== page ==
If you go to a real Mexican restaurant that caters to people from Mexico there are lots of Caldos (broth bases soups with meat and vegetables) tacos with shells that are heated up but not fried and usually lots of seafood. It depends on where in Mexico the restaurateur is from.

If you live in a city that has a decent population of people from Mexico search out a local spot. They are often small and in strip malls. Go in and have them bring you what the locals like best. You might like what you get and most certainly it will be quite different than the #5 combo plate you might be used to.
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Old 10-30-2018, 11:50 AM
 
Location: Phoenix, AZ > Raleigh, NC
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Quote:
Originally Posted by gguerra View Post
Ahh yes, Manchego. That one is actually Spanish and is usually more expensive. I do love it as well.

Actually, Manchego cheese from Spain is totally different than Mexican Manchego cheese. From Wikipedia:


Quote:
Mexican manchego cheese was introduced to Mexico from the Spanish region of La Mancha, but it tastes quite different, as it is made with a mixture of cows’ and goats’ milks in Mexico rather than sheep’s milk. It has a buttery taste and melts well.[1][3] This cheese is made in available in all parts of Mexico and can be found in the United States, as well.[1] Normally, manchego is not aged, but the aged version is called queso manchego viejo. This version is more firm and intense in flavor. It is often served grated over dishes.[1][6] In northern Mexico, this cheese can be called asadero, as well.[3]

I'm not particularly fond of the spanish version, but wish I could get the Mexican version more easily.
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Old 10-30-2018, 12:28 PM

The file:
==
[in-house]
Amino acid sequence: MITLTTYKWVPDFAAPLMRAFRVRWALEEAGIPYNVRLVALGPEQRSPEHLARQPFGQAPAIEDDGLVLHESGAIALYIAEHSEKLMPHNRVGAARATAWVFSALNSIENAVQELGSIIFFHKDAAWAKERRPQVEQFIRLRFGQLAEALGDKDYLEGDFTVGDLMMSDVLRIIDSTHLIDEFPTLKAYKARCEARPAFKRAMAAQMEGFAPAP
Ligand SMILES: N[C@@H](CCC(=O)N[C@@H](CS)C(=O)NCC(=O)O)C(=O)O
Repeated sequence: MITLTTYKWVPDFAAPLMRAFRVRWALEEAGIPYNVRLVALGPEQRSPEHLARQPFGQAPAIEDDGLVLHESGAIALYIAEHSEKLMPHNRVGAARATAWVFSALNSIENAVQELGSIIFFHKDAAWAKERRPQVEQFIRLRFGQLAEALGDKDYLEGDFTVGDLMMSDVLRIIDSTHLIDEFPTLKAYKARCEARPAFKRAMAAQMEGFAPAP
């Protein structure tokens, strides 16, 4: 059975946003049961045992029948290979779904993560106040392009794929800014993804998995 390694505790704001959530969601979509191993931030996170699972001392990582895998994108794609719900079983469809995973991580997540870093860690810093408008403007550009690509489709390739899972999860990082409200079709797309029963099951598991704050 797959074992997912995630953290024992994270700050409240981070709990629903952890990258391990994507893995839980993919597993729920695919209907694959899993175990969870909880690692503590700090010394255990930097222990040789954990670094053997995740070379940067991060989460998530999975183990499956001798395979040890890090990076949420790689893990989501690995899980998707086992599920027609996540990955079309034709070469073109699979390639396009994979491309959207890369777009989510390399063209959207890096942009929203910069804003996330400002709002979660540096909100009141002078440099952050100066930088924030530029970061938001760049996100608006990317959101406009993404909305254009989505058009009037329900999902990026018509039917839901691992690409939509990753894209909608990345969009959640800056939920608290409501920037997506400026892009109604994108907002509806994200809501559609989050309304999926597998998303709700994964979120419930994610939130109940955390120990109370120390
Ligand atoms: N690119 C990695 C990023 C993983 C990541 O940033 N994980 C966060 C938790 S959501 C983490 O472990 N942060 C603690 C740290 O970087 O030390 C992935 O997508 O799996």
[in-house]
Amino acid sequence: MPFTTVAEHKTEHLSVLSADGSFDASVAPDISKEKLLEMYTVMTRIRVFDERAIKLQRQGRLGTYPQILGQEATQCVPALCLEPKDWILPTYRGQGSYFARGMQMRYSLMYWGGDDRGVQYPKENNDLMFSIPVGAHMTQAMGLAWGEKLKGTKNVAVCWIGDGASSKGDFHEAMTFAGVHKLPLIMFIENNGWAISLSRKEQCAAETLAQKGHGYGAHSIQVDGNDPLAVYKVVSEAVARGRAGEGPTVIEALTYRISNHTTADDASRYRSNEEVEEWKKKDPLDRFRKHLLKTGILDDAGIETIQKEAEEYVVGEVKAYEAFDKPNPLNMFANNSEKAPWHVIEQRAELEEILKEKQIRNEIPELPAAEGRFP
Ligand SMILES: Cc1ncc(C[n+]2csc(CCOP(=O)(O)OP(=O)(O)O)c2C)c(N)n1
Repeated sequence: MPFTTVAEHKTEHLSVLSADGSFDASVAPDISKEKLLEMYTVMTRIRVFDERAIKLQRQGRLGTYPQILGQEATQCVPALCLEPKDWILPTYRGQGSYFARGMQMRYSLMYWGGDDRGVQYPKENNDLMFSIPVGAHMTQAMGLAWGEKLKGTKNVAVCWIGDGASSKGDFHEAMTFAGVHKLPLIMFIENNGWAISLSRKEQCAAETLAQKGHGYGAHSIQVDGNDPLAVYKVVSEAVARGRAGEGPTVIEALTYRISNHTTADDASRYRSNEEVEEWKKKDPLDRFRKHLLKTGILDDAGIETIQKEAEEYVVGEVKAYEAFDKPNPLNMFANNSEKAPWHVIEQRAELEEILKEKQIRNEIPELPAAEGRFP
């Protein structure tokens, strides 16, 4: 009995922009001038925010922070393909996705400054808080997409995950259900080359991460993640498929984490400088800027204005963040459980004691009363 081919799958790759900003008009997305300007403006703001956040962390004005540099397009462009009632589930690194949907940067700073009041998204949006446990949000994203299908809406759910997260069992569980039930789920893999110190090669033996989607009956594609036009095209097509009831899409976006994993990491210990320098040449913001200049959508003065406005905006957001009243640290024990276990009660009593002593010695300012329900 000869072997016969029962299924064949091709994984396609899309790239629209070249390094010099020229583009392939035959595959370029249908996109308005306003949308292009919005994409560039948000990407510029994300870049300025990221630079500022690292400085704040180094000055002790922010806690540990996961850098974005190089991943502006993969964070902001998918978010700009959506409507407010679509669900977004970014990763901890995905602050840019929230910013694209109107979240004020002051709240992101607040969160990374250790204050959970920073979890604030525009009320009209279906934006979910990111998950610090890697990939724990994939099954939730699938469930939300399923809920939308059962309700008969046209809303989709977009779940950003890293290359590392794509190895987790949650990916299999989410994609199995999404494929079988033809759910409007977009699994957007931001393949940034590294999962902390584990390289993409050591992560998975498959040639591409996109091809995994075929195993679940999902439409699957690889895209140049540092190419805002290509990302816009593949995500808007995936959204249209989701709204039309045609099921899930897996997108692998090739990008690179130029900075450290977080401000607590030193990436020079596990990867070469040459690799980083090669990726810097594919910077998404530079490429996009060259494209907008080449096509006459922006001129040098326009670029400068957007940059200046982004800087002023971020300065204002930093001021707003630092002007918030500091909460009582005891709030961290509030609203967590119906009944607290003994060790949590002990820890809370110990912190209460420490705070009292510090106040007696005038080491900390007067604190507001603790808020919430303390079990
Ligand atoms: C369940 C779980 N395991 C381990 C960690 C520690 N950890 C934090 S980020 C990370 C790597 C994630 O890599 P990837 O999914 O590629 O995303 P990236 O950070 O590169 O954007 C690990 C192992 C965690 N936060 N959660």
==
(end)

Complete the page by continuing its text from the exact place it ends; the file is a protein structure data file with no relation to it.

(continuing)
Location: McAllen, TX
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^^^ They can call it whatever they want, but it's not Manchego and it's not the same. The Mexican one is from Cow and Goat and the other from sheep's milk, so it bears little similarity. The name Manchego is designated as a "Protected designation of origin" or PDO for short. They cannot market it under that name. It's sort of like "Sparkling White Wine" and Champagne, the latter can only be used for one type of product from one place.

This is also from Wikipedia: https://en.wikipedia.org/wiki/Manchego

Quote:
In Mexico and Spanish-speaking areas of the United States, manchego or queso tipo manchego (manchego-type cheese) is the name given to a cow's milk cheese similar in taste to Monterey Jack. It melts well and is used as both a table cheese and for cooking. Apart from the name, this cheese has little in common with the Spanish variety.[11]
It also goes on to say
Quote:
To be designated as queso manchego, the cheese must satisfy the following requirements:[4]

It must have been produced in an area that is restricted to designated parts of the provinces of Albacete, Ciudad Real, Cuenca, and Toledo that lie within the La Mancha region.
It can be made only with the whole milk of sheep of the manchega breed that are raised on registered farms within the designated area.
The cheese must have been aged for a minimum of 60 days (30 days for cheeses weighing up to 1.5 kg or 3.3 lb) and a maximum of two years.
The cheese must be produced by pressing in a cylindrical mould that has a maximum height of 12 cm (4.7 in) and a maximum diameter of 22 cm (8.7 in).
Manchego cheese can be made from pasteurised or raw milk; if the latter, it may be labelled as artesano (artisan). The only permitted additives are natural rennet or another approved coagulating enzyme and sodium chloride (salt).
https://www.cheese.com/manchego/

Geographical indications and traditional specialities in the European Union

As far as the taste, that's subjective. I happen to like Feta cheese which also comes from sheep's milk or a mix of sheep and goat. Some people don't like it all.

This is probably TMI and a bit off topic but since you brought it up....
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Old 10-30-2018, 01:54 PM
 
Location: Phoenix, AZ > Raleigh, NC
14,314 posts, read 17,526,265 times
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Quote:
Originally Posted by gguerra View Post

This is probably TMI and a bit off topic but since you brought it up....

Sorry if I hit a sore point and offended.
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Old 10-30-2018, 02:27 PM
 
Location: McAllen, TX
2,919 posts, read 1,938,459 times
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Quote:
Originally Posted by Jkgourmet View Post
Sorry if I hit a sore point and offended.
No offense, no sore point, all good